Dr Charles Tannock

Member of the European Parliament for London

Newsletter

General Election Special 2005

Well it's finally over! I was correct in my prediction of a May 5th election and have spent every weekend for the last 5 weeks out on the London campaign trail. Midweek I had to attend to EP matters as important issues are on the EU agenda right now but my staff were active throughout. It was a huge task as it was left to John Bowis and me to cover the top 20 London Region target marginal seats as Theresa Villiers was otherwise successfully and rightly engaged in her new Westminster Constituency of Chipping Barnet! So I took the northern 10 but in the end covered 14 Constituencies by crossing over when I had spare time.

I was absolutely delighted on election night to hear of the remarkable success story in London, with a regional swing 4.9% in our favour, which was far better than the national average of 2%. We enjoyed this time winning results in 21 Constituencies -a far cry from the 11 we held after the 1997 meltdown, which increased to only 13 in 2001 (the Upminster and Romford gains). This time we scored another 8 net gains and held on to all our 13 existing seats including Orpington where John Horam was defending a majority of only 269 from 2001. There were some surprises such as gaining Enfield Southgate and not the more marginal Enfield North and my congratulations to David Burrowes and commiserations to Nick de Bois, both excellent candidates whom I canvassed alongside. I was delighted for GLA member Andrew Pelling who must have had an anxious time having won Croydon Central after several recounts with a slender 75 majority. All this was particularly pleasing as having been out canvassing personally in 6 constituencies out of our 8 gains I was well aware of how hard all our excellent candidates and their support teams had worked making their victories so deserved.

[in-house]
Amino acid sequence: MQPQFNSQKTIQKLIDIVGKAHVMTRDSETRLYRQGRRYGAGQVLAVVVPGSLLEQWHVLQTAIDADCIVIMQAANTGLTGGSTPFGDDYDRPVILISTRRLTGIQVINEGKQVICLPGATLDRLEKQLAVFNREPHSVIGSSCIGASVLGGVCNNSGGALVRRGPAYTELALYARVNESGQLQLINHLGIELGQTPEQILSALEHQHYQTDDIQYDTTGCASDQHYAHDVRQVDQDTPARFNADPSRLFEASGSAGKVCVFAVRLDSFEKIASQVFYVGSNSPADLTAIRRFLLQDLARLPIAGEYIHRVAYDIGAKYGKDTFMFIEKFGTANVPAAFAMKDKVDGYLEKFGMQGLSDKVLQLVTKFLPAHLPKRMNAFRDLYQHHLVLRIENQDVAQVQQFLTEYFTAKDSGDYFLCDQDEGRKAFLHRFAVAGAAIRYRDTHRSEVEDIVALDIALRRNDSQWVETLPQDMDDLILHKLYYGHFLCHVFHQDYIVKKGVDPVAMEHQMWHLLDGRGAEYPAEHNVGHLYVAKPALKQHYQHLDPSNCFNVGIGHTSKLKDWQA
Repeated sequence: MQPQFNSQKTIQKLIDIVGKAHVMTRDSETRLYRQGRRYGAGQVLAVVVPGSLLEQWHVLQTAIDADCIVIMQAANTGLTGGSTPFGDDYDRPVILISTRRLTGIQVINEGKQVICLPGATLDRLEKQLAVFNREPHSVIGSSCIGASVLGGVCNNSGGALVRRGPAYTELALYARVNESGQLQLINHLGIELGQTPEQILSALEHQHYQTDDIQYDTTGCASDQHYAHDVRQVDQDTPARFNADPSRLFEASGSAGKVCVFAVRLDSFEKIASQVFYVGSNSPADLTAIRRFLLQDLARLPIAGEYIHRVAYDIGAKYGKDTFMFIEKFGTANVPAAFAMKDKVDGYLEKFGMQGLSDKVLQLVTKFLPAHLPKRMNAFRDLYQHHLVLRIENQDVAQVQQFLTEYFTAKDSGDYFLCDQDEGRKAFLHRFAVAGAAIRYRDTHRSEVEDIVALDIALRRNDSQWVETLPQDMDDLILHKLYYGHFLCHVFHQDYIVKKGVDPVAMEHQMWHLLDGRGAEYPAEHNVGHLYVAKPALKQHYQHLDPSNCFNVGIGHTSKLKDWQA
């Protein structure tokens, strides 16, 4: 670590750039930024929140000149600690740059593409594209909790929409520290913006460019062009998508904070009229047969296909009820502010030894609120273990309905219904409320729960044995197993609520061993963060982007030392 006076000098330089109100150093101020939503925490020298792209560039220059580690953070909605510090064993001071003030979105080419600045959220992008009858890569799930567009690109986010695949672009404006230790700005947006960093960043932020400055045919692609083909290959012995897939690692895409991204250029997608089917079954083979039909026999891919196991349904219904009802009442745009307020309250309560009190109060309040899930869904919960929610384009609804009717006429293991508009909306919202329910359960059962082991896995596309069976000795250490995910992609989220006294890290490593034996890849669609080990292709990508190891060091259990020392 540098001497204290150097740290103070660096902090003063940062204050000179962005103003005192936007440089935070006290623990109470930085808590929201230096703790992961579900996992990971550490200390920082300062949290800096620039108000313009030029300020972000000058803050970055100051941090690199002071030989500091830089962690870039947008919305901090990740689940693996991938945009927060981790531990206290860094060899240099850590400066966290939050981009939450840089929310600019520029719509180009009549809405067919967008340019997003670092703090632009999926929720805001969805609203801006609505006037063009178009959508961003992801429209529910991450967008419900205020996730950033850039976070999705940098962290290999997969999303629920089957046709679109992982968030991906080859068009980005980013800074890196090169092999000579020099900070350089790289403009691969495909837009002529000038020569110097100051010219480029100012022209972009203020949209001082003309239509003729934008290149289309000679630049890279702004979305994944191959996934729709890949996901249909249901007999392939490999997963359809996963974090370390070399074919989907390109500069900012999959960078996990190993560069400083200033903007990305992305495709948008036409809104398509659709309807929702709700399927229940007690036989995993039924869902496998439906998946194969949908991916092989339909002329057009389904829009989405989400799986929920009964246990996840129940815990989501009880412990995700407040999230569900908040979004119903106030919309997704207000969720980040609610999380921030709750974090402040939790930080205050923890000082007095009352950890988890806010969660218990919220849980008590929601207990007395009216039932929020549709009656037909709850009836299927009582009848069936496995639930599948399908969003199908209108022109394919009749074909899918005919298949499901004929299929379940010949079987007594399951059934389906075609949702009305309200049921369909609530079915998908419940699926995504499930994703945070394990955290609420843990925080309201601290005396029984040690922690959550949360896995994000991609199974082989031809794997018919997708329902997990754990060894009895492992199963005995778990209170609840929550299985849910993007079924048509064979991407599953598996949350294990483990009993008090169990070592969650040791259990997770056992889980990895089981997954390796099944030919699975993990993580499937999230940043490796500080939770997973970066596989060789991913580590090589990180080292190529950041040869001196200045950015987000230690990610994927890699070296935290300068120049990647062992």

I extend my congratulations to Justine Greening (Putney), Stephen Hammond (Wimbledon), Lee Scott (Ilford North), Greg Hands (Hammersmith and Fulham), Andrew Pelling (Croydon Central), James Brokenshire (Hornchurch) and David Burrowes (Enfield Southgate) who will make excellent new MPs with very experienced former MP David Evennett (Bexleyheath and Crayford) returning to the House on what must be a record 3rd time lucky attempt. I was not surprised as I was down in his patch shortly before the campaign started for a Question Time event when I sensed the mood was very upbeat in his Association. In Ruislip Northwood which we held we have new MP Nick Hurd who succeeds the much respected John Wilkinson where I recently attended their AGM and I wish John and Cecilia a happy retirement in Chile. I was a guest of John and Cecilia at their wedding in 1985, which makes me realize how long I have been active in London politics! I welcome Sir Malcolm Rifkind, a political heavyweight to replace Michael Portillo on an increased majority in Kensington and Chelsea and our paths will inevitably cross frequently as we share Constituency offices. Otherwise incumbents held all our previous seats with increased majorities compared to 2001 and I congratulate all the London Conservative MPs for this. I also commiserate with the 53 unsuccessful Tory candidates elsewhere in London and wish them every success next time.

A very special mention must be made about my indefatigable colleague Theresa Villiers who succeeds Sir Sydney Chapman who was much respected and will be sorely missed. Theresa will be a huge asset to the House of Commons bringing a wealth of experience on City Financial matters and how the EU institutions work. I like all my UK Conservative MEP colleagues will miss her and her talents as she contributed so much to our delegation over the last 6 years and we will watch her political career with great interest develop in the House of Commons.